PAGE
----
Chorionic villus sampling is the prenatal testing of a developing baby’s genetics. Doctors extract a sample from a section of the placenta (the chorionic villus), usually between 10 and 12 weeks of age. It can detect over 200 genetic and chromosomal disorders, including Down Syndrome, trisomy 13, cystic fibrosis, sickle-cell, and Tay-Sachs disease. It is over 99% accurate in detecting these conditions.
This is an important part of the genetic counseling services offered to expectant parents. It should typically be offered when:
- Family/personal history of genetic disorder or chromosomal abnormality
- Advanced maternal age
- Abnormal ultrasound results
Parents are under no obligation to have this testing performed. Parents will sometimes decline this testing if they know that they will not terminate a pregnancy regardless of the outcome. Other parents, even if they will not terminate a pregnancy, may choose find out in order to have more time to prepare in the event that the child is born with special needs. Other parents may want to find out early on whether their child has a serious and debilitating medical condition so that they can lawfully end the pregnancy.
Risks of Chorionic Villus Sampling
As with any procedure, doctors should inform their patients of the risks of chorionic villus sampling. Informed consent discussions should include the possibility of a miscarriage (0.5% to 1.0%), infection, and oligohydramnios caused by leaking amniotic fluid, and malformed or underdeveloped limbs. Parents who are not advised of these risks may have the right to file lawsuits for failure of informed consent if the experience one of these complications.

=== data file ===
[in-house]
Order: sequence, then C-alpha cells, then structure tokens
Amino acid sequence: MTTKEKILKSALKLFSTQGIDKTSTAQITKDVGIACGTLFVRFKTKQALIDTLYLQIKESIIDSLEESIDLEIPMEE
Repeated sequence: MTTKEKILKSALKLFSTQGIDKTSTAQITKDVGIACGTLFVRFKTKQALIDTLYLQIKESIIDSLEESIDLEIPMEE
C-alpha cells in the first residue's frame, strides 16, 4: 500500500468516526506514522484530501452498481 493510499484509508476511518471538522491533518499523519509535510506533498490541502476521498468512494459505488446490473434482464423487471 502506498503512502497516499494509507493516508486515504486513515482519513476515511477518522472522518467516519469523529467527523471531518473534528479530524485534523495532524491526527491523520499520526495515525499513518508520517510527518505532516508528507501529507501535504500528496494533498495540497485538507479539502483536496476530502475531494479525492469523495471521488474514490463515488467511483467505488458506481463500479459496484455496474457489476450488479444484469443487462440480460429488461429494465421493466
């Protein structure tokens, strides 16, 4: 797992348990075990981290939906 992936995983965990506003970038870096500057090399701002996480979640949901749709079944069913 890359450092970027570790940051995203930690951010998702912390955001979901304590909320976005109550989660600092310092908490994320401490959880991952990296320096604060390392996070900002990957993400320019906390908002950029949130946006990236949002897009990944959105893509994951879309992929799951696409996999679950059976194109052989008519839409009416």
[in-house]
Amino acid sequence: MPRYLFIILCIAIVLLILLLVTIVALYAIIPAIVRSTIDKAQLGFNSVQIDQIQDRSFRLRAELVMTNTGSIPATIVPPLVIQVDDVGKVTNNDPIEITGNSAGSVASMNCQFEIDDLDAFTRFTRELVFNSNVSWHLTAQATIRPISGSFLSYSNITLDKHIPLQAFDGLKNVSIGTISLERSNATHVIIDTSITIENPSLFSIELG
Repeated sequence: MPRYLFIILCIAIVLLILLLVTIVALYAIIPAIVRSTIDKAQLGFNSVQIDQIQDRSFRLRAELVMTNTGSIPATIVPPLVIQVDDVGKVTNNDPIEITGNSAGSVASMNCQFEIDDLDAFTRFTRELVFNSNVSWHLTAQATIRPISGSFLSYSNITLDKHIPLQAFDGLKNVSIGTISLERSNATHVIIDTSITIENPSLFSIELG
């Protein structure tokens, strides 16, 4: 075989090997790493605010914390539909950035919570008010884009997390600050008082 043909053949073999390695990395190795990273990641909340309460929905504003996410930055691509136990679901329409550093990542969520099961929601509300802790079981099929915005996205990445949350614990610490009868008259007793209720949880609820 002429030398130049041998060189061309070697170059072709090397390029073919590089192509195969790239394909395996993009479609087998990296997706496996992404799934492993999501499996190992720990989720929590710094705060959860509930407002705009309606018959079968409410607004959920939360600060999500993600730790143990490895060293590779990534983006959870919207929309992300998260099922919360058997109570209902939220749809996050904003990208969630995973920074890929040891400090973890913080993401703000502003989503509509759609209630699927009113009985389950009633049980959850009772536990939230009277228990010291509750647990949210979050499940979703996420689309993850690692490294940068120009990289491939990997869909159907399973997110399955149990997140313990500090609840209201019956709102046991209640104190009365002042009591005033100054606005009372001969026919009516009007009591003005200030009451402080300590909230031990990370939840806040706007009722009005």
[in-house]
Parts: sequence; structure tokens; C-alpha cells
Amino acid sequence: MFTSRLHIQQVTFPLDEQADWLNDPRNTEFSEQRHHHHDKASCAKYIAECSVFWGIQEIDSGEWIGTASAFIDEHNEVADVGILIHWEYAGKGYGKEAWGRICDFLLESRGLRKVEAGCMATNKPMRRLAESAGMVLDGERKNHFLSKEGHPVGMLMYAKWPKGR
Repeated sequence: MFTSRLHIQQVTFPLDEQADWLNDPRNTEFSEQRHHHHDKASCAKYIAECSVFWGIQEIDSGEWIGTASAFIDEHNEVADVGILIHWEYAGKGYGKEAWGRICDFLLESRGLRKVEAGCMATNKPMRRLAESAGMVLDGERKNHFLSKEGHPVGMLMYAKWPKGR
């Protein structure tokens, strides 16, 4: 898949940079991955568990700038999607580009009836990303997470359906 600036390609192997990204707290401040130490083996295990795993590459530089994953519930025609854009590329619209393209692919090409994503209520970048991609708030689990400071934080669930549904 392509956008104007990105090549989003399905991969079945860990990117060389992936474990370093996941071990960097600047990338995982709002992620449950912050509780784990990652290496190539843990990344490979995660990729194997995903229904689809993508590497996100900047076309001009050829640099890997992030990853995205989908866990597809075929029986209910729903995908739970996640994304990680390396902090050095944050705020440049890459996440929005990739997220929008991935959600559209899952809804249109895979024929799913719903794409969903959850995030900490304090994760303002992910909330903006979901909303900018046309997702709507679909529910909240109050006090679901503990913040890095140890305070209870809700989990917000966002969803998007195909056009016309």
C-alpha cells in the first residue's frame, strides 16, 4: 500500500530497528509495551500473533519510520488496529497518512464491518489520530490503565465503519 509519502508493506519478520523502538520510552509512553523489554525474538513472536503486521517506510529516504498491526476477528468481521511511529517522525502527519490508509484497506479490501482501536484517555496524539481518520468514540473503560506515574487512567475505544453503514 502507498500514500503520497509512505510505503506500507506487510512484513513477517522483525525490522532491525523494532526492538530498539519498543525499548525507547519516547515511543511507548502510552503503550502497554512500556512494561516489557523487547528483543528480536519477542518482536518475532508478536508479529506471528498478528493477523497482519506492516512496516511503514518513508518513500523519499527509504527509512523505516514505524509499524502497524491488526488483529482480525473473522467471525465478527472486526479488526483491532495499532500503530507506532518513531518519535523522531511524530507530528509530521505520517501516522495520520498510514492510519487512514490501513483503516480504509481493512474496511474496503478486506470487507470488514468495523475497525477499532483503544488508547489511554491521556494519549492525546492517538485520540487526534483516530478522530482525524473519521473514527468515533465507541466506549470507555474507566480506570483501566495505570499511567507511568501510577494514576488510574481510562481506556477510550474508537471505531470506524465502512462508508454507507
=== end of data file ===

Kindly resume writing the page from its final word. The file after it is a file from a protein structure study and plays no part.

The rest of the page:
There are several other methods that can be used to determine if a baby is going to born with medical problems. An amniocentesis can usually be performed between 16 and 22 weeks. It involves the removal by needle of a small amount of amniotic fluid from the womb. That fluid can then be tested. Ultrasounds can often diagnose structural problems, for example holoprosencephaly.
Negligent Pre-Birth Testing
Depending on the state, parents may have a claim for wrongful birth or wrongful life if their health care providers act negligently by:
- Failing to offer genetic testing, like chorionic villus sampling
- Failing to properly perform or interpret genetic tests
- Failing to communicate the results of genetic tests
In these types of lawsuits, the parent or the child claims that, had information about the child’s medical condition been known, the parents would have lawfully aborted the pregnancy. The types of damages recoverable vary by state, but often include the unusual and extraordinary costs of medical care caused by the child’s medical condition.
Pregnancy can be a scary time, and most parents wonder if their children will have any significant medical injuries. Doctors can perform many tests to help answer those questions, and they should typically explain to parents their choices. If your child was born with genetic or chromosomal abnormalities, contact our birth injury lawyers at (440) 252-4399, or send us a message through our website.